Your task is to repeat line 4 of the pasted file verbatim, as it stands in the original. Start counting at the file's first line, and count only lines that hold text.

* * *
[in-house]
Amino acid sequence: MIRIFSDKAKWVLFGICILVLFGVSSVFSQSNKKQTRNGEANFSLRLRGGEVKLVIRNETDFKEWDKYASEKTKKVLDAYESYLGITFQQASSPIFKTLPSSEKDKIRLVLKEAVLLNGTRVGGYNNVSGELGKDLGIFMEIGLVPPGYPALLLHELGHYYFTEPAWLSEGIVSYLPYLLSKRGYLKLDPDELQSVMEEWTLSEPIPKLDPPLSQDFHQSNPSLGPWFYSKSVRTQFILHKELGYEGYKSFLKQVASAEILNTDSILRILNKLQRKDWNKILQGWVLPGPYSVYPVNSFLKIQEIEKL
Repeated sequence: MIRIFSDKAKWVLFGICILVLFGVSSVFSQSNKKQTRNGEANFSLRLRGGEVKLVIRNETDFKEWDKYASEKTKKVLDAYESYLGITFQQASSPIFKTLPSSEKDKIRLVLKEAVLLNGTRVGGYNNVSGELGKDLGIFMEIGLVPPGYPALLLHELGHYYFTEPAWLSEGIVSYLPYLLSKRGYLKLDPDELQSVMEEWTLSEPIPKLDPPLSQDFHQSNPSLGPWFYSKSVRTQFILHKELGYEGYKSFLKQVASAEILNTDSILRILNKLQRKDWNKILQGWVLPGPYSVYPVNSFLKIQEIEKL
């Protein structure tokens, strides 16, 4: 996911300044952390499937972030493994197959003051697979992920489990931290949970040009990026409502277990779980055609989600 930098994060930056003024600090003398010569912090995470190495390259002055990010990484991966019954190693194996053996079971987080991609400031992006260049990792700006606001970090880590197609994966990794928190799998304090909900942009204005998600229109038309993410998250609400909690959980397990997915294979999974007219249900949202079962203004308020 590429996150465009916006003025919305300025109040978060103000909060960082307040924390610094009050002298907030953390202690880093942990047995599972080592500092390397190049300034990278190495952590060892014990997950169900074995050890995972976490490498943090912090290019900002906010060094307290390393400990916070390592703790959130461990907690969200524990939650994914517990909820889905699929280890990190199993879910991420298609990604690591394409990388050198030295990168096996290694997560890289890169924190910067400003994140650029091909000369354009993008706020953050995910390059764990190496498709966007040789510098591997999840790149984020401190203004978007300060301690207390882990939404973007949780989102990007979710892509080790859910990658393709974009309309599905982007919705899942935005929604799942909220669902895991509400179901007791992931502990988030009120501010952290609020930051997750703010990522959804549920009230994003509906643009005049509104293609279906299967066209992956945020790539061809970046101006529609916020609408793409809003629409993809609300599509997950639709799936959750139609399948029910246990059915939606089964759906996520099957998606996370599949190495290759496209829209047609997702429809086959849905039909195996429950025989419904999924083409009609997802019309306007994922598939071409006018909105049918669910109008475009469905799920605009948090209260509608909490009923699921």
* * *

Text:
């Protein structure tokens, strides 16, 4: 996911300044952390499937972030493994197959003051697979992920489990931290949970040009990026409502277990779980055609989600 930098994060930056003024600090003398010569912090995470190495390259002055990010990484991966019954190693194996053996079971987080991609400031992006260049990792700006606001970090880590197609994966990794928190799998304090909900942009204005998600229109038309993410998250609400909690959980397990997915294979999974007219249900949202079962203004308020 590429996150465009916006003025919305300025109040978060103000909060960082307040924390610094009050002298907030953390202690880093942990047995599972080592500092390397190049300034990278190495952590060892014990997950169900074995050890995972976490490498943090912090290019900002906010060094307290390393400990916070390592703790959130461990907690969200524990939650994914517990909820889905699929280890990190199993879910991420298609990604690591394409990388050198030295990168096996290694997560890289890169924190910067400003994140650029091909000369354009993008706020953050995910390059764990190496498709966007040789510098591997999840790149984020401190203004978007300060301690207390882990939404973007949780989102990007979710892509080790859910990658393709974009309309599905982007919705899942935005929604799942909220669902895991509400179901007791992931502990988030009120501010952290609020930051997750703010990522959804549920009230994003509906643009005049509104293609279906299967066209992956945020790539061809970046101006529609916020609408793409809003629409993809609300599509997950639709799936959750139609399948029910246990059915939606089964759906996520099957998606996370599949190495290759496209829209047609997702429809086959849905039909195996429950025989419904999924083409009609997802019309306007994922598939071409006018909105049918669910109008475009469905799920605009948090209260509608909490009923699921």